Dialogue Munawar Syed
Munawar Syed
Director, Triton Communications
'We are aware that the clients’ expectations are changing. Keeping this in mind, we need to diversify into new media offerings and allied services… The future does belong to the digital world and the pioneers in this field today will be the rulers of tomorrow. Triton has set in motion a quiet internal revolution and will soon be ready to make our presence felt either with home grown talent or through an M&A.'
With over 30 years in the business of advertising, marketing and communications, Munawar Syed specialises in Account Planning and has rich experience in working on a wide spectrum of Indian and international brands. Along with Ali Merchant, Syed is the founding partner of Triton Communications, the largest non-aligned advertising agency in India.

In conversation with exchange4media’s Shree Lahiri, Syed traces the journey of Triton over two decades, the importance of digital and where the advertising industry is headed today

Q. Triton was started back in 1991. How has your partnership stood the test of time and how has the journey been through the two decades?

Partnerships succeed when each leverages the strength of the other and more important, steps in whenever assistance is required. Each partner has to provide the other with their own space in all aspects of work. Be it in allocating responsibility and accountability with regards to clients, branch offices or associate companies. This is possible only if the communication channels are open at all times and the partners team up as one on all key policy issues. Above all, we attribute our successful partnership to our common goal of ‘Growth for our clients’.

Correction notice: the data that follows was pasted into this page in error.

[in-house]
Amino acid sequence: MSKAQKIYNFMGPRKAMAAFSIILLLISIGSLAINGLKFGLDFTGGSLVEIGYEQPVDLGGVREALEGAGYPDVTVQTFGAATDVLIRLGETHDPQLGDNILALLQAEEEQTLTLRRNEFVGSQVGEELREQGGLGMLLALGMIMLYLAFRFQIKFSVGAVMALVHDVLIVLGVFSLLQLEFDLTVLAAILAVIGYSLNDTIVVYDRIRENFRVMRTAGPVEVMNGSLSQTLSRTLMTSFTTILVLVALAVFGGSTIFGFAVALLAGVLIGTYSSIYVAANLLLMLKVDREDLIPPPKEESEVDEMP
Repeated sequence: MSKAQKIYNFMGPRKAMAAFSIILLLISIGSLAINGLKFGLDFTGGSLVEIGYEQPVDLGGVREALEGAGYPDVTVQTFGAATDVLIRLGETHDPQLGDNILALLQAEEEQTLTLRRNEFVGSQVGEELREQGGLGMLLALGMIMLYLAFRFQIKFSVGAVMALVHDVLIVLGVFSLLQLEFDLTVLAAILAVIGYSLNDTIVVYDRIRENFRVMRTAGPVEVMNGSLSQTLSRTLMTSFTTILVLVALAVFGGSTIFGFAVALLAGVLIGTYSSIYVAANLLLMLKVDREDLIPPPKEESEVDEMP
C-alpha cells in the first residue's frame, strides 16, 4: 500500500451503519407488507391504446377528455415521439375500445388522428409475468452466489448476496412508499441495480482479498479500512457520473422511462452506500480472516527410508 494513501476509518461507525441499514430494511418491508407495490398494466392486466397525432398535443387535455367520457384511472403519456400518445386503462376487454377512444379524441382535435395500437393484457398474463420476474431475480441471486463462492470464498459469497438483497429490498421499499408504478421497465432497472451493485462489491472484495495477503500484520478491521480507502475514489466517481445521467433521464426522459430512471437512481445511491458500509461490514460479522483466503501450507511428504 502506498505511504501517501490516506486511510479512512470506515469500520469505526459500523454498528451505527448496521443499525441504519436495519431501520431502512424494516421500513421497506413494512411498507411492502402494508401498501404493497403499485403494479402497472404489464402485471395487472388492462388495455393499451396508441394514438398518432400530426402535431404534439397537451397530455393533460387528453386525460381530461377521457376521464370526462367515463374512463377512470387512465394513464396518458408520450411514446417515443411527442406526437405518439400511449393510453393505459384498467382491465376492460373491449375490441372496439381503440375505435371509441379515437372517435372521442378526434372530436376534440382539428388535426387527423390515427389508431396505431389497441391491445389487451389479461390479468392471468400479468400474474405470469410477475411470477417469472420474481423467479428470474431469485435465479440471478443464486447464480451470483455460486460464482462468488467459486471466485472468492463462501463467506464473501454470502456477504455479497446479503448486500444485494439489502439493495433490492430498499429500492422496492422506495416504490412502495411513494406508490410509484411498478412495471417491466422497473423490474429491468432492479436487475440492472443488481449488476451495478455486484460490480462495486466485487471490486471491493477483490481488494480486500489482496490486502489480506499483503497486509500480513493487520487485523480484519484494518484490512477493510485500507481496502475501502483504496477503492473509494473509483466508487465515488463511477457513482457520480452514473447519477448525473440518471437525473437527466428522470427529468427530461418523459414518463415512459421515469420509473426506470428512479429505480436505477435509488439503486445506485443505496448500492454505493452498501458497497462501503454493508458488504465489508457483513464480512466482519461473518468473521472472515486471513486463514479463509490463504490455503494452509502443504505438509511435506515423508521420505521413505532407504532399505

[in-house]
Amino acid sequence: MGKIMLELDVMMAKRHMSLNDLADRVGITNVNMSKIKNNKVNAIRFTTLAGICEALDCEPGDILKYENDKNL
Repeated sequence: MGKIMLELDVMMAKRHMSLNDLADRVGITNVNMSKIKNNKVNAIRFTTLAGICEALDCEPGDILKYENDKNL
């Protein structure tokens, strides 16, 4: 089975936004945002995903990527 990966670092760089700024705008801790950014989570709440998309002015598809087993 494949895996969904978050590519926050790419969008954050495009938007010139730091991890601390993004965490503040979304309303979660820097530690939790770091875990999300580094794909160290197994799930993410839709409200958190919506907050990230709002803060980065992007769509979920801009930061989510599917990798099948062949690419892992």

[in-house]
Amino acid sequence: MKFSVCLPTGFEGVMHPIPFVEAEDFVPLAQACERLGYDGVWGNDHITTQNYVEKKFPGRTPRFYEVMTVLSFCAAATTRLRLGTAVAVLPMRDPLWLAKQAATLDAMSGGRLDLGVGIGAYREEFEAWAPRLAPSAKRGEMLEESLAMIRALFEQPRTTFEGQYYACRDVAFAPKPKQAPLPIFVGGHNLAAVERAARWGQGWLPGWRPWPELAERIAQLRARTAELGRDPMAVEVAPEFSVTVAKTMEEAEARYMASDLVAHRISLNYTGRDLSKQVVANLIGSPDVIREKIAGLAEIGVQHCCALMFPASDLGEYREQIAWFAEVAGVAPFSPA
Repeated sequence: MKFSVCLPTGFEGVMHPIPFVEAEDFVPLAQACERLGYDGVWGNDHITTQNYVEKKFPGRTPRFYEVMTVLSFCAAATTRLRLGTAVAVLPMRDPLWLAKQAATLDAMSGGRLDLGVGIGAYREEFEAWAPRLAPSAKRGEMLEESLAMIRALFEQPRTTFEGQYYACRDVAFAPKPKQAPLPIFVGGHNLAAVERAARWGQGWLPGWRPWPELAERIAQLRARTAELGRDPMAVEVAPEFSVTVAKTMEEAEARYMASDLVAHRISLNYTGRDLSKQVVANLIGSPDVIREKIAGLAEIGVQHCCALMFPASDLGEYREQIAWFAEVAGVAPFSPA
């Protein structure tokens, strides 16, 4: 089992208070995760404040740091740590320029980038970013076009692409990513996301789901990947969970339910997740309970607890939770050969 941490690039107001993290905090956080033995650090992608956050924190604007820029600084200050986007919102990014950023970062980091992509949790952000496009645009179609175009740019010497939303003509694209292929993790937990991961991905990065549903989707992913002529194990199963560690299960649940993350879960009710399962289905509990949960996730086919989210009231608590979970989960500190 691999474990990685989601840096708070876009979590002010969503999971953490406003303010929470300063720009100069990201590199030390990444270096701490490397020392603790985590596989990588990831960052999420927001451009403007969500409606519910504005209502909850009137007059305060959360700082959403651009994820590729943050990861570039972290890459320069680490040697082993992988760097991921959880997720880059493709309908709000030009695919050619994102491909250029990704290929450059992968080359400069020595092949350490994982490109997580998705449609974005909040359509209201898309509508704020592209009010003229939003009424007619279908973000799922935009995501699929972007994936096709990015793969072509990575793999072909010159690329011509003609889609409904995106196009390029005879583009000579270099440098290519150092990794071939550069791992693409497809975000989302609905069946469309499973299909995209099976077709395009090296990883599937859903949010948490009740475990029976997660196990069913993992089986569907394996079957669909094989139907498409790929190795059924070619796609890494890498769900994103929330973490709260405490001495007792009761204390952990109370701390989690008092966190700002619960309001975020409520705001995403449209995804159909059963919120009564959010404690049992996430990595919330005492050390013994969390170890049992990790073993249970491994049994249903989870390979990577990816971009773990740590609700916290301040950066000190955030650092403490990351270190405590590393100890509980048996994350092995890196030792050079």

The journey has indeed been an interesting one. We have grown to become the largest privately held Indian communications agency. Over the two decades, Triton has enjoyed a successful run in partnering its clients in launching, building and nurturing some of the leading brands in the country across diverse categories.

Q. Having survived two decades, what are the challenges that Triton faces today?

We are aware that the clients’ expectations are changing. Keeping this in mind, we need to diversify into new media offerings and allied services.

Q. In an industry that has witnessed many mergers and acquisitions, did you get any feelers for acquisition? If so, how and why did you resist?